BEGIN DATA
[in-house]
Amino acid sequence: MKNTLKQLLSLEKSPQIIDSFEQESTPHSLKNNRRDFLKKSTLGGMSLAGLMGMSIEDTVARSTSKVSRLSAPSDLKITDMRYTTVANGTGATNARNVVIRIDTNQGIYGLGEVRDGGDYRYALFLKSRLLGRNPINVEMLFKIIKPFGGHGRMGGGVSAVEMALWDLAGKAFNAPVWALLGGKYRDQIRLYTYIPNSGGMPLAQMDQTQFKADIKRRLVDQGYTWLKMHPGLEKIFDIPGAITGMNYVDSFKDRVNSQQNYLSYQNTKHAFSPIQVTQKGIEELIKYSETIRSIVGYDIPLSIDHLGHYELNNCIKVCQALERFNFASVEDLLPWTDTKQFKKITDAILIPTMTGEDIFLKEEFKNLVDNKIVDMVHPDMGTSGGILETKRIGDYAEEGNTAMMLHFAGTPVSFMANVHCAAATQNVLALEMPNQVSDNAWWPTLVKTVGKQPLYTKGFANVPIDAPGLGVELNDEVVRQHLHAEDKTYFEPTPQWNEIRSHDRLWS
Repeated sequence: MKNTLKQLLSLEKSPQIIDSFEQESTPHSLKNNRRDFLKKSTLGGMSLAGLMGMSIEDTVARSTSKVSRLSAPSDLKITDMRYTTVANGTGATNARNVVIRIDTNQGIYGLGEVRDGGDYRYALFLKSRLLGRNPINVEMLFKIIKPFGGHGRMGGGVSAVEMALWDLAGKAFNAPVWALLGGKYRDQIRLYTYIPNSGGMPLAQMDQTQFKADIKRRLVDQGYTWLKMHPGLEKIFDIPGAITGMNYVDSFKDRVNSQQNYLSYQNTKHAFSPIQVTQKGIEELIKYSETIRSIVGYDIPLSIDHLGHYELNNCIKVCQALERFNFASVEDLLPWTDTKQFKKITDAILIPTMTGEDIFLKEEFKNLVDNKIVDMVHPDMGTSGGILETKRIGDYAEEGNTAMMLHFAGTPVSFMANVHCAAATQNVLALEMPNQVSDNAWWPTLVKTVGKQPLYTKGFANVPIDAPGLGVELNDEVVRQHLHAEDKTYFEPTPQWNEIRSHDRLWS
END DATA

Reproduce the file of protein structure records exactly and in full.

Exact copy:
[in-house]
Amino acid sequence: MKNTLKQLLSLEKSPQIIDSFEQESTPHSLKNNRRDFLKKSTLGGMSLAGLMGMSIEDTVARSTSKVSRLSAPSDLKITDMRYTTVANGTGATNARNVVIRIDTNQGIYGLGEVRDGGDYRYALFLKSRLLGRNPINVEMLFKIIKPFGGHGRMGGGVSAVEMALWDLAGKAFNAPVWALLGGKYRDQIRLYTYIPNSGGMPLAQMDQTQFKADIKRRLVDQGYTWLKMHPGLEKIFDIPGAITGMNYVDSFKDRVNSQQNYLSYQNTKHAFSPIQVTQKGIEELIKYSETIRSIVGYDIPLSIDHLGHYELNNCIKVCQALERFNFASVEDLLPWTDTKQFKKITDAILIPTMTGEDIFLKEEFKNLVDNKIVDMVHPDMGTSGGILETKRIGDYAEEGNTAMMLHFAGTPVSFMANVHCAAATQNVLALEMPNQVSDNAWWPTLVKTVGKQPLYTKGFANVPIDAPGLGVELNDEVVRQHLHAEDKTYFEPTPQWNEIRSHDRLWS
Repeated sequence: MKNTLKQLLSLEKSPQIIDSFEQESTPHSLKNNRRDFLKKSTLGGMSLAGLMGMSIEDTVARSTSKVSRLSAPSDLKITDMRYTTVANGTGATNARNVVIRIDTNQGIYGLGEVRDGGDYRYALFLKSRLLGRNPINVEMLFKIIKPFGGHGRMGGGVSAVEMALWDLAGKAFNAPVWALLGGKYRDQIRLYTYIPNSGGMPLAQMDQTQFKADIKRRLVDQGYTWLKMHPGLEKIFDIPGAITGMNYVDSFKDRVNSQQNYLSYQNTKHAFSPIQVTQKGIEELIKYSETIRSIVGYDIPLSIDHLGHYELNNCIKVCQALERFNFASVEDLLPWTDTKQFKKITDAILIPTMTGEDIFLKEEFKNLVDNKIVDMVHPDMGTSGGILETKRIGDYAEEGNTAMMLHFAGTPVSFMANVHCAAATQNVLALEMPNQVSDNAWWPTLVKTVGKQPLYTKGFANVPIDAPGLGVELNDEVVRQHLHAEDKTYFEPTPQWNEIRSHDRLWS